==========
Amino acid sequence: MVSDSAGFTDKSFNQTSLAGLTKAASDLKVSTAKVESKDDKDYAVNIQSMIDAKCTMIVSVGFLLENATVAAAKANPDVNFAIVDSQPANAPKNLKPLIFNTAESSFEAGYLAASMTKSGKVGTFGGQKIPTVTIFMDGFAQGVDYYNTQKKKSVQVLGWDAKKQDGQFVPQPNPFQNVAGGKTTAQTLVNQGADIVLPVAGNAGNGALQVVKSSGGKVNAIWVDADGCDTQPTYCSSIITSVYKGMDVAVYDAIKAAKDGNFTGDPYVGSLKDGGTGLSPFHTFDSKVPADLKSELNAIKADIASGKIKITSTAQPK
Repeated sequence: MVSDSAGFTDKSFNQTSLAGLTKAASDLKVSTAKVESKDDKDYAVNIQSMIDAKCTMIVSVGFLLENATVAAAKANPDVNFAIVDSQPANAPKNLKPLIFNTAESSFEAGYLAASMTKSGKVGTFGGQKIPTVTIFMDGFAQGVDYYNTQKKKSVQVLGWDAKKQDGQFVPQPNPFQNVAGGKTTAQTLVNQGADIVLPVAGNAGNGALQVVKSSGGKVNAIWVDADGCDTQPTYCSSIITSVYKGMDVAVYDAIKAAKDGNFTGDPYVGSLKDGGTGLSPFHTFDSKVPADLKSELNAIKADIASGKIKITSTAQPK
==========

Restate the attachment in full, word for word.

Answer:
Amino acid sequence: MVSDSAGFTDKSFNQTSLAGLTKAASDLKVSTAKVESKDDKDYAVNIQSMIDAKCTMIVSVGFLLENATVAAAKANPDVNFAIVDSQPANAPKNLKPLIFNTAESSFEAGYLAASMTKSGKVGTFGGQKIPTVTIFMDGFAQGVDYYNTQKKKSVQVLGWDAKKQDGQFVPQPNPFQNVAGGKTTAQTLVNQGADIVLPVAGNAGNGALQVVKSSGGKVNAIWVDADGCDTQPTYCSSIITSVYKGMDVAVYDAIKAAKDGNFTGDPYVGSLKDGGTGLSPFHTFDSKVPADLKSELNAIKADIASGKIKITSTAQPK
Repeated sequence: MVSDSAGFTDKSFNQTSLAGLTKAASDLKVSTAKVESKDDKDYAVNIQSMIDAKCTMIVSVGFLLENATVAAAKANPDVNFAIVDSQPANAPKNLKPLIFNTAESSFEAGYLAASMTKSGKVGTFGGQKIPTVTIFMDGFAQGVDYYNTQKKKSVQVLGWDAKKQDGQFVPQPNPFQNVAGGKTTAQTLVNQGADIVLPVAGNAGNGALQVVKSSGGKVNAIWVDADGCDTQPTYCSSIITSVYKGMDVAVYDAIKAAKDGNFTGDPYVGSLKDGGTGLSPFHTFDSKVPADLKSELNAIKADIASGKIKITSTAQPK